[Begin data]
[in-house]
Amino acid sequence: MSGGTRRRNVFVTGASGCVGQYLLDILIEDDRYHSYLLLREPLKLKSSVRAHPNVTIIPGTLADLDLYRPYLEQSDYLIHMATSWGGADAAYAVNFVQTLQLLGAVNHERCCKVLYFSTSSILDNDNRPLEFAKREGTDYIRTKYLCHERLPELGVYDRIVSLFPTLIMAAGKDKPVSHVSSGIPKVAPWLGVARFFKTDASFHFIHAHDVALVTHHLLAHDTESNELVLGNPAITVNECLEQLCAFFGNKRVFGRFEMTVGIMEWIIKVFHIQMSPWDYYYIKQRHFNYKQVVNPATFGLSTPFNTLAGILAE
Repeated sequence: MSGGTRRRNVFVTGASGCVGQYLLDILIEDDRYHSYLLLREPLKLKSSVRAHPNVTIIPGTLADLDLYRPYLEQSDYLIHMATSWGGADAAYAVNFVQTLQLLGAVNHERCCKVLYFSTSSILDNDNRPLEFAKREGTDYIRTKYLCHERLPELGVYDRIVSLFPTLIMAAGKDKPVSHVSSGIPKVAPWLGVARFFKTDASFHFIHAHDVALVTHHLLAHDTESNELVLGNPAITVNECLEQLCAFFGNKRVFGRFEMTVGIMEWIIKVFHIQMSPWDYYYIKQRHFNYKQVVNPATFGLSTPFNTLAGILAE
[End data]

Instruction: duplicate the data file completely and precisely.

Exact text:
[in-house]
Amino acid sequence: MSGGTRRRNVFVTGASGCVGQYLLDILIEDDRYHSYLLLREPLKLKSSVRAHPNVTIIPGTLADLDLYRPYLEQSDYLIHMATSWGGADAAYAVNFVQTLQLLGAVNHERCCKVLYFSTSSILDNDNRPLEFAKREGTDYIRTKYLCHERLPELGVYDRIVSLFPTLIMAAGKDKPVSHVSSGIPKVAPWLGVARFFKTDASFHFIHAHDVALVTHHLLAHDTESNELVLGNPAITVNECLEQLCAFFGNKRVFGRFEMTVGIMEWIIKVFHIQMSPWDYYYIKQRHFNYKQVVNPATFGLSTPFNTLAGILAE
Repeated sequence: MSGGTRRRNVFVTGASGCVGQYLLDILIEDDRYHSYLLLREPLKLKSSVRAHPNVTIIPGTLADLDLYRPYLEQSDYLIHMATSWGGADAAYAVNFVQTLQLLGAVNHERCCKVLYFSTSSILDNDNRPLEFAKREGTDYIRTKYLCHERLPELGVYDRIVSLFPTLIMAAGKDKPVSHVSSGIPKVAPWLGVARFFKTDASFHFIHAHDVALVTHHLLAHDTESNELVLGNPAITVNECLEQLCAFFGNKRVFGRFEMTVGIMEWIIKVFHIQMSPWDYYYIKQRHFNYKQVVNPATFGLSTPFNTLAGILAE